World / Politics

Fewer Republicans think Bush can win general election: poll

AP

The number of registered Republican voters who think Jeb Bush could win the U.S. presidential election has plummeted, a new Associated Press-GfK poll finds — the latest sign of trouble for the son and brother of former presidents once expected to become the front-runner for the Republican nomination.

The poll found that just 40 percent of registered Republicans think Bush could win the general election in November, down from 60 percent in October. Republicans are now no more likely than Democrats to see Bush as a potential winner.

Meanwhile, 39 percent say they view Bush unfavorably. That’s almost the same percentage as billionaire front-runner Donald Trump, who has stunned the political world with an unorthodox campaign that has propelled him to the top of Republican polls ahead of the primary contests that begin in February.

Bush is focusing his campaign on policy and his ability to govern successfully.

Perhaps even more troubling for Bush, given his insistence on talking about policy and his ability to govern, the poll found that GOP voters view Trump, the real estate mogul and reality TV star, as more competent than the two-term governor of Florida.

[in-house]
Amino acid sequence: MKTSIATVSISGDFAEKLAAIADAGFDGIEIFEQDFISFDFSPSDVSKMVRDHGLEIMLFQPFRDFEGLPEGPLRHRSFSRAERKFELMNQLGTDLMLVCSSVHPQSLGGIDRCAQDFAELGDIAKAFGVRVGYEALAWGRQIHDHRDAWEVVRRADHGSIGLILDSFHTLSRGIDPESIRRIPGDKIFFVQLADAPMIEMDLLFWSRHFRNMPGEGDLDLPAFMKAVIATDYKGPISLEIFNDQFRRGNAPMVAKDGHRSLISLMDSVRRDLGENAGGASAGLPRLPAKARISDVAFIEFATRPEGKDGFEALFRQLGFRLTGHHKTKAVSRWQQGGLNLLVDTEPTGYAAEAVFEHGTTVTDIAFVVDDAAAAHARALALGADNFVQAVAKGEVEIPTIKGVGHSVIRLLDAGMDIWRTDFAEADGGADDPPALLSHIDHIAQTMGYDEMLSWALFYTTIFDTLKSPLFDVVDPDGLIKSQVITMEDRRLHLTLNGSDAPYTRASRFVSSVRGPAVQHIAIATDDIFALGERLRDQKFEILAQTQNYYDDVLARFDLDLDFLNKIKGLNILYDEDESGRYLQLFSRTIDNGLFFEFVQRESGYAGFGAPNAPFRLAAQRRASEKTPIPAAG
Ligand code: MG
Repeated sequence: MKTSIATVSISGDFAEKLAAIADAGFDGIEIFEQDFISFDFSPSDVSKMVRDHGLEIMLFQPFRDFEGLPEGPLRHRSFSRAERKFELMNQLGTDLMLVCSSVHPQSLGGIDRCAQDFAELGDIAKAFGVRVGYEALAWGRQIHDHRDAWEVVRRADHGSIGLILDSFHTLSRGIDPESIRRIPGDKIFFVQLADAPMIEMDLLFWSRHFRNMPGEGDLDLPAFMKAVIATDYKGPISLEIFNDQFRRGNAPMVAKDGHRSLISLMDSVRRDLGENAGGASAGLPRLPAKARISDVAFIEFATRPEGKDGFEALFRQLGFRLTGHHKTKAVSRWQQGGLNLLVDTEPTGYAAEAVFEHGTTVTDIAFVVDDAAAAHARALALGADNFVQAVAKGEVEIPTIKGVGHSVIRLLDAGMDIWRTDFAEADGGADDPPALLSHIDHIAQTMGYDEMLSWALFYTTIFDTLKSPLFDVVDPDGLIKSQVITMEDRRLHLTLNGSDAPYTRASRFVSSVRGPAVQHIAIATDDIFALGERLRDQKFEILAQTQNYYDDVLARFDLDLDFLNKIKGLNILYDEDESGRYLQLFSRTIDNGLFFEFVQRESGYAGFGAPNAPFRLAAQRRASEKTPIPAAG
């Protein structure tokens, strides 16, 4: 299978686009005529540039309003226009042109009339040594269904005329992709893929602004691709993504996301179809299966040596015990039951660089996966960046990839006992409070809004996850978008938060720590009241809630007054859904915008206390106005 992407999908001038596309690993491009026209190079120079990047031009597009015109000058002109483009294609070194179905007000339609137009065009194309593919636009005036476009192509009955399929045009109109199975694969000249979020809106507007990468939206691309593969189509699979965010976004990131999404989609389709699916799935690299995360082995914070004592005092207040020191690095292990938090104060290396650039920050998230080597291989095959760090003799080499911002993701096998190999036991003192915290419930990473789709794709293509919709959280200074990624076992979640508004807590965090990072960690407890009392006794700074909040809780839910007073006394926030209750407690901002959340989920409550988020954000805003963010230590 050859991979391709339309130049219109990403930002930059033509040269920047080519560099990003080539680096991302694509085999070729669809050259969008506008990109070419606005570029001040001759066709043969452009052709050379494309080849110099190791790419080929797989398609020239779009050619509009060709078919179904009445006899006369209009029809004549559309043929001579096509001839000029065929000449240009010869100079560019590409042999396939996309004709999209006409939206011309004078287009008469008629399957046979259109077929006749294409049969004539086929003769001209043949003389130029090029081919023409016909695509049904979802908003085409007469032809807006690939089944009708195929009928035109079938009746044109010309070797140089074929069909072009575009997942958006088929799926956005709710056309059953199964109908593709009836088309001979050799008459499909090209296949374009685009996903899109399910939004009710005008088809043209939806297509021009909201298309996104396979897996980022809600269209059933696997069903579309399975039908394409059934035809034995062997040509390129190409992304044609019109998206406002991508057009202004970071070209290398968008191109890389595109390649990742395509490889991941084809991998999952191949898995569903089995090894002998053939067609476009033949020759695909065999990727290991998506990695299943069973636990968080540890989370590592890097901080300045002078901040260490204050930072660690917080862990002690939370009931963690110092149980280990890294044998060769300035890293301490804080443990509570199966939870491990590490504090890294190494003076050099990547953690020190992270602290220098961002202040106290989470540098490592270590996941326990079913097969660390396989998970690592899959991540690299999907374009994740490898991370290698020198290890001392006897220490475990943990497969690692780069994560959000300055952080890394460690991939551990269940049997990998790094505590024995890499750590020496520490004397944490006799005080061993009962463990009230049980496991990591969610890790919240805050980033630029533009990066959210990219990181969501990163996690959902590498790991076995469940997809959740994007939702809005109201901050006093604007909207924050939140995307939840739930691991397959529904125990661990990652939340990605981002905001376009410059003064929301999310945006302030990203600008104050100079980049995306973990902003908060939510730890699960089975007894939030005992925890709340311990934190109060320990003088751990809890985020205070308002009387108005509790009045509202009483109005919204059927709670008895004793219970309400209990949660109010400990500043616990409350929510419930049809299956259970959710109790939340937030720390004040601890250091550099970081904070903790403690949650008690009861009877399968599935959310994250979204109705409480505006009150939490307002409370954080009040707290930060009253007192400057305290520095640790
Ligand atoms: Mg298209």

After setbacks in October, including deep campaign spending cuts and a widely criticized debate performance, Bush sought to reassure donors who have contributed more than $100 million to his campaign and a separate pro-Bush organization by resetting his effort with the auspicious slogan: “Jeb Can Fix It.”

Part of the shift in strategy was redoubling Bush’s emphasis on New Hampshire, where aides said the candidate’s serious style and affinity for one-on-one policy engagement was a close fit with New Englanders, who also typically hold themselves as independent of the national story line.

New Hampshire is a key state because it holds its election early in the primary season.

Bush has held nearly 20 town hall-style meetings in the state, each with about 100 voters attending, including in places most other candidates have not visited.

But the content of Bush’s town hall talks remains the same, with him passing on Trump’s flash and penchant for bombast to remain centered on telling the story of his time as governor and his detailed plans for the nation’s economy and military.

He has faith — and some good-natured bullheadedness — that voters will eventually come around.

“I’m not running for entertainer or anything like this. I hope you want a candidate who has actually thought it through, who actually has plans,” he said while discussing the federal debt during one recent appearance.

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